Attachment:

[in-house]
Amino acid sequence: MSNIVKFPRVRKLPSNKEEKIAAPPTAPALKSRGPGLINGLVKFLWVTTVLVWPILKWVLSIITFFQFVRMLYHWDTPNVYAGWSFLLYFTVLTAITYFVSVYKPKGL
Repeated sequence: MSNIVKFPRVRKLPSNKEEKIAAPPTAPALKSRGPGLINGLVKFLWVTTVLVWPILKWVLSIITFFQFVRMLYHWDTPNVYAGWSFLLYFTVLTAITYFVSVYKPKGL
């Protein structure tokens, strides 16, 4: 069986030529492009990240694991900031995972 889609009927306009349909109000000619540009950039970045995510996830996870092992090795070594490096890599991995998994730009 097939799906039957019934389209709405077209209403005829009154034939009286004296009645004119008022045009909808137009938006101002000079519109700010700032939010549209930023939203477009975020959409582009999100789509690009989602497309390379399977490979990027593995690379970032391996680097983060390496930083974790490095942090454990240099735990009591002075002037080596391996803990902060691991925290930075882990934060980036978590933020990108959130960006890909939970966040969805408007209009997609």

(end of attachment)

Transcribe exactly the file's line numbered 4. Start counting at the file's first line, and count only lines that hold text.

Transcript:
């Protein structure tokens, strides 16, 4: 069986030529492009990240694991900031995972 889609009927306009349909109000000619540009950039970045995510996830996870092992090795070594490096890599991995998994730009 097939799906039957019934389209709405077209209403005829009154034939009286004296009645004119008022045009909808137009938006101002000079519109700010700032939010549209930023939203477009975020959409582009999100789509690009989602497309390379399977490979990027593995690379970032391996680097983060390496930083974790490095942090454990240099735990009591002075002037080596391996803990902060691991925290930075882990934060980036978590933020990108959130960006890909939970966040969805408007209009997609």